While some religious institutions have perpetuated the stigma faced by LGBTQ+ people, many – including members of the LGBTQ+ community – often find belonging and spiritual connection through their faith. And for those inclined, faith can be a powerful force in their recovery from substance use and toward well-being.
Faith-based recovery programs
An important part of your child’s recovery plan may be attending 12-step meetings (i.e. Alcoholics Anonymous or Narcotics Anonymous) or other self-help meetings with a spiritual component. There are 12-step recovery meetings specifically for LGBTQ+ individuals in some communities, which may appeal more to your child. As a result of the pandemic, many of these meetings are now available from anywhere via zoom. Now, a young person in a rural community with no physical access to LGBTQ+ meetings has an option to attend virtually.
Learning new ways of coping, being with healthy people, having a purpose and looking after one’s physical and mental health are all parts of a well-rounded recovery plan. While religion and spiritual practices aren’t part of everyone’s recovery, research shows that they can help manage stress and increase a person’s positive outlook on life. If your child is attracted to a faith practice, try taking an interest as a show of support.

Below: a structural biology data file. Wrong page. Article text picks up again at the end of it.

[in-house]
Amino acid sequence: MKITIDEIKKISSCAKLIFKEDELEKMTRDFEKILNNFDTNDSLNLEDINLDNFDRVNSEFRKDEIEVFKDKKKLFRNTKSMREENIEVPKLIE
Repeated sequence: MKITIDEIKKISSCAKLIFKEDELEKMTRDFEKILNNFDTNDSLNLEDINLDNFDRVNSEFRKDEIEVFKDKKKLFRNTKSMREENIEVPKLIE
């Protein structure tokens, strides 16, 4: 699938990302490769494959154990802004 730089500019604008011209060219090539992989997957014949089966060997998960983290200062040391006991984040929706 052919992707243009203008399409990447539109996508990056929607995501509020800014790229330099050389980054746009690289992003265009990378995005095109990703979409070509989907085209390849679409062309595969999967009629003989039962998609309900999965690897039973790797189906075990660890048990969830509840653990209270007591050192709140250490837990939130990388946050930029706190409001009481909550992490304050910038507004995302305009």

Reconciling faith and identity
Author Chris Tompkins, a gay man in recovery, writes about his mother’s struggles in reconciling her faith with his identity. In Chris’s book, Raising LGBTQ Allies, he describes a journey that began with his mother noting, “You know what my religion says: I can hate the sin but love the sinner.” Ultimately, she both affirmed Chris’s identity and found an inclusive church that welcomed LGBTQ+ members and their families.
Like Chris’s mom, some parents and caregivers struggle with their faith’s teachings about LGBTQ+ people. Reaching out to a faith leader to help you navigate your concerns may be useful. PFLAG has developed an excellent guide called Faith in Our Families that highlights the experiences of other parents and families when it comes to talking about faith, sexual orientation, and gender identity.
There are communities within many faith groups that are supportive and inclusive of LGBTQ+ members. Looking into what faith teachings say about LGBTQ+ people may deepen your own faith in the course of affirming your child.
PFLAG’s national faith resources may also be helpful to you and your loved one to connect with other people in your religious community.
It may be that God’s transforming grace is calling the person you know and love to a truer identity that you didn’t before recognize. It is frightening to feel you are losing someone that you love, and yet we know that perfect love drives out fear. Hold on to the love you share with each other, the love built over years and decades, the love you share with Christ. May that love give you the courage to learn about the identity that the Spirit is revealing so that you may know your loved one fully.
Pastor Ben Colahan
Faith Lutheran Church of Chico, California (ELCA)